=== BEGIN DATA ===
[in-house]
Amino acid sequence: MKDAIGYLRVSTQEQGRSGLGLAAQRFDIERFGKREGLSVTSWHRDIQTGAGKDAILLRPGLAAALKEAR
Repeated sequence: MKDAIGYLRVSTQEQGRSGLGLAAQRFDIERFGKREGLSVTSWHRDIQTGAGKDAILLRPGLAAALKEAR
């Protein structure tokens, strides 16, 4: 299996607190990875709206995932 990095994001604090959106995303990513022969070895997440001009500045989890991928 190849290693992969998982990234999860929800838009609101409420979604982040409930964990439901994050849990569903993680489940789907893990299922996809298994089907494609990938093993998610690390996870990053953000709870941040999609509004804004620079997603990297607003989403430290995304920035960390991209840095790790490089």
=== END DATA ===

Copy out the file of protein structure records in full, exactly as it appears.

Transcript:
[in-house]
Amino acid sequence: MKDAIGYLRVSTQEQGRSGLGLAAQRFDIERFGKREGLSVTSWHRDIQTGAGKDAILLRPGLAAALKEAR
Repeated sequence: MKDAIGYLRVSTQEQGRSGLGLAAQRFDIERFGKREGLSVTSWHRDIQTGAGKDAILLRPGLAAALKEAR
């Protein structure tokens, strides 16, 4: 299996607190990875709206995932 990095994001604090959106995303990513022969070895997440001009500045989890991928 190849290693992969998982990234999860929800838009609101409420979604982040409930964990439901994050849990569903993680489940789907893990299922996809298994089907494609990938093993998610690390996870990053953000709870941040999609509004804004620079997603990297607003989403430290995304920035960390991209840095790790490089």